All specimens received a CT examination before and after the experimental intervention (Dual-source CT system; Somatom Definition, Siemens, Forchheim, Germany; CT protocol: 64×0.6 mm collimation, 120 kV, 165 mAseff. Axial image data sets (1- mm slice thickness, 0.6-mm increment)) to verify the fracture elements and to analyze screw positioning.
All data was analyzed using SPSS (Version 20, 76 Chicago, IL, USA). Descriptive data are summarized as absolute frequencies and percentages for categorical variables, and delivered as means and standard deviations (SD) for continuous variables. All data were tested for normal distribution. Continuous variables were compared using Student’s t-test in case of approximately normally distributed data or the Mann-Whitney U-test otherwise. Statistical significance was defined as p < 0.05.
Feasibility of electromagnetic guidance
In our experimental setup, the reference signal of the sensor coil within the electromagnetic field was constant during the test execution. Neither the use of stainless steel k-wires nor the utilization of the drill led to a signal interruption during the test series. Initial problems were overheating of the wire tip and cable breakages at the exit point from the k-wire. These were eliminated by modifying the prototype prior to the experiment and by the performance of oscillating drilling during the tests.
Analysis of accuracy
Iliosacral screw positioning.
Overall, 160 iliosacral screws were placed using a pelvic specimen. Optimal screw placement was significantly more frequent in the EMT group (36/40) compared to the groups Fluoro (30/40; p< 0.05) and OCT (31/40; p< 0.05). However, results between EMT and O3D were comparable (O3D: 37/40; n.s.) (Table 1 and Fig 6). Almost all misplacements were observed in screws placed into the second vertebral body (S1: 2/80 vs S2: 24/80; p< 0.001). The fracture type (Denis I or II) did not influence the accuracy of screw positioning in any group (Overall: Misplacements/ Denis 1: 12/81 vs Denis 2: 14/79; n.s.).
Illustration of the accuracy of iliosacral screw positioning depending on the utilized technique.
The angulation of the screws to the adjacent endplate in the coronary view was similar in all groups (Fluoro: 4°; OCT 3.8°; EMT 3.9°; O3D: 5°; n.s.). Furthermore there was no difference between S1 and S2 screws (S1/2: Fluoro: 4.2°/3.8° n.s.; OCT 3.9°/3.8° n.s.; EMT 3.5°/4.2° n.s.; O3D: 5.3°/4.7°; n.s.).
Duration of intervention
The shortest duration of screw placement into the first sacral vertebra was found in the EMT and the O3D group (EMT 6.26 ±2.11 min vs. O3D 6.59 ±2.43 min; n.s.). The duration was significantly shorter compared to the Fluoro (9.42 min ±3.11; p< 0.001) and the OCT group (11.13 ±5.20 min; p <0.001).
Comparable results were found for screw placement into the second sacral vertebra. The groups EMT and O3D showed comparable results (EMT 8.98 ±3.73 min; O3D 9.37 ±4.69min; n.s.), whereas the duration of the intervention in groups Fluoro (11.96 ±5.17 min; p< 0.001) and OCT (15.47 ±5.67 min; p< 0.001) was significantly longer.
Across all groups, placement of S1 screws (sagittal target range: 630 mm2) was achieved significantly faster when compared with S2 screws (sagittal target range: 185 mm2) (Overall S1: 8.35 ±3.93 min vs S2 11.45 ±5.44 min; p< 0.05).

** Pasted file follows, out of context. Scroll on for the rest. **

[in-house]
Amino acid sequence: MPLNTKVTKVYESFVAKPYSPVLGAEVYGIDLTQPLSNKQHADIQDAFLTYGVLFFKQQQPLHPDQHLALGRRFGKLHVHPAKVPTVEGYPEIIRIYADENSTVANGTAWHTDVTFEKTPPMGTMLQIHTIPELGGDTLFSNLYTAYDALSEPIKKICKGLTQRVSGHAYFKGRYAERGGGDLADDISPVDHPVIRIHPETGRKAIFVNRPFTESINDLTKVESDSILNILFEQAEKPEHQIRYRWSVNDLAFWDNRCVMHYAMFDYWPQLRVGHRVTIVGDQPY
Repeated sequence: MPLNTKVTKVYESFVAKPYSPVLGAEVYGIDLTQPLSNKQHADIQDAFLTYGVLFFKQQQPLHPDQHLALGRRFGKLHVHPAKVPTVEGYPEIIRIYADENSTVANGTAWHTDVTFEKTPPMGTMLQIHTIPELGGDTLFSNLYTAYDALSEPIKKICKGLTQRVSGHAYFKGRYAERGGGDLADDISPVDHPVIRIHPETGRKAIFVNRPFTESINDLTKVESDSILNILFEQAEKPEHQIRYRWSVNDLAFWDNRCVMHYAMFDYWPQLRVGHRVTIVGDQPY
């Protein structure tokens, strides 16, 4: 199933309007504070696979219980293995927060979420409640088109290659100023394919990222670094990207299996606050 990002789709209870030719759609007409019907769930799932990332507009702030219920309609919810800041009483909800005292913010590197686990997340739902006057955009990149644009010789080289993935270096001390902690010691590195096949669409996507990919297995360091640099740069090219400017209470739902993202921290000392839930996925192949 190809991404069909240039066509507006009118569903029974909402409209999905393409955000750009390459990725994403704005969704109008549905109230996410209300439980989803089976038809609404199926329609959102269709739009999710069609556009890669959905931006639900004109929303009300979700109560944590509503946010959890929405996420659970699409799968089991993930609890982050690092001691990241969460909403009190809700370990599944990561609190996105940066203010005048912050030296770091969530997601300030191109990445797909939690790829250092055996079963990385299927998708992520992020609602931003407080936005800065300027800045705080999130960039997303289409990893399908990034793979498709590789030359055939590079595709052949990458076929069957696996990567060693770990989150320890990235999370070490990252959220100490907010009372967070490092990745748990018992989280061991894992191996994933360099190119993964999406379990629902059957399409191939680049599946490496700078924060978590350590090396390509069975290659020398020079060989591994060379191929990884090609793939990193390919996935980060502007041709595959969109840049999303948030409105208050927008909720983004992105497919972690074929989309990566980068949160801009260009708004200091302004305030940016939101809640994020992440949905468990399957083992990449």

Within the OCT and the EMT group, a CT-scan was performed prior to the experiment. The use of different CT units between each setup caused a mean dose-length product (DLP) of 134 mGy*cm within the EMT and 106.3 mGy*cm within the OCT group. This corresponds to an effective radiation dose of 2.546 mSv in the EMT group and 2.0197 mSv in the OCT group, considering the corporality of the pelvic model. Within the O3D group the mean duration of the intraoperative scan was 70 seconds accordingly the dose area product (DAP) was 16.1 cGym* cm2.
During the procedure no intraoperative imaging was performed in the electromagnetic group to evaluate the accuracy of the real time navigation. Within the other groups, the O3D group needed significantly less additional intraoperative fluoroscopy (1.2 ±1.36 sec) in comparison to the group OCT (15.4 ±10.48 sec; p< 0.001) which in turn needed significantly less fluoroscopy than the Fluoro group (42.6 ±17.43 sec; p< 0.001).
Optical navigation represents daily routine in many trauma and spine units . However, practical difficulties, such as the line of sight effect and the missing possibility of real-time navigation have been a concern . Electromagnetic tracking is a technique that might improve these issues. New systems offer improved resistance to ferromagnetic objects and might help to establish this technique in the clinical practice .
Previous clinical and experimental studies have shown that electromagnetic navigation represents a reliable technique for interventional procedures like radiofrequency ablations of tumors, liver biopsies or punctures of the lumbar facet joints [19,21–23] . However, different factors avoided the widespread use of this technique in trauma surgery [25–27]. Firstly, concerns about interfering ferromagnetic objects within the clinical environment have been raised. In this context, Yaniv et al. reported about differences in the accuracy of the electromagnetic navigation depending on the location of the procedure . Secondly, other studies reported about tracking errors induced by the distance of the CT system to the electromagnetic field [29,30]. In our study different modifications seem to overcome these problems. The integration of an EM sensor coil into the stainless steel K-wire tip and the use of a standard drill avoided an interference of the electromagnetic field. Furthermore, possible interference by the CT gantry and the surgical table were eliminated by the use of a robot-arm mounted 3D Dyna-CT that automatically moved far away from the interventional setup after imaging and the application of a standard carbon spine table. These modifications also appear to be easily implemented in clinical use. Even though not all operating theaters are equipped with a CT unit, the use of a mobile 3-D image intensifier might be generally possible.